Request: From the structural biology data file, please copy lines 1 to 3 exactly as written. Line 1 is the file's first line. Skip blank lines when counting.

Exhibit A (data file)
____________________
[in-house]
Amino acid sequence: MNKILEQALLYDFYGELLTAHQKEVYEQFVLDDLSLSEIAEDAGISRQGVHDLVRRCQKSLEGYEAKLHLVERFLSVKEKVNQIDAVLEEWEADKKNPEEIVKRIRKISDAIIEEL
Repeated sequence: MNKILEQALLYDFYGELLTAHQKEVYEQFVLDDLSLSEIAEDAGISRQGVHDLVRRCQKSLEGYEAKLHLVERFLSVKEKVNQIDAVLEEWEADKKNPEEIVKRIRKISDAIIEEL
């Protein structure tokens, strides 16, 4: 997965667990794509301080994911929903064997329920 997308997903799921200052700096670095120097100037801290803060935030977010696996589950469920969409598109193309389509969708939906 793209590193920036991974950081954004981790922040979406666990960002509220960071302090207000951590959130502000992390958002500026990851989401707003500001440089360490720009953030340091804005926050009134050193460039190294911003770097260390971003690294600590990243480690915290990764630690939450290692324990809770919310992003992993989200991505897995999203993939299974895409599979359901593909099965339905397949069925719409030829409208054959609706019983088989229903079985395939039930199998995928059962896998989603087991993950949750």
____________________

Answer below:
[in-house]
Amino acid sequence: MNKILEQALLYDFYGELLTAHQKEVYEQFVLDDLSLSEIAEDAGISRQGVHDLVRRCQKSLEGYEAKLHLVERFLSVKEKVNQIDAVLEEWEADKKNPEEIVKRIRKISDAIIEEL
Repeated sequence: MNKILEQALLYDFYGELLTAHQKEVYEQFVLDDLSLSEIAEDAGISRQGVHDLVRRCQKSLEGYEAKLHLVERFLSVKEKVNQIDAVLEEWEADKKNPEEIVKRIRKISDAIIEEL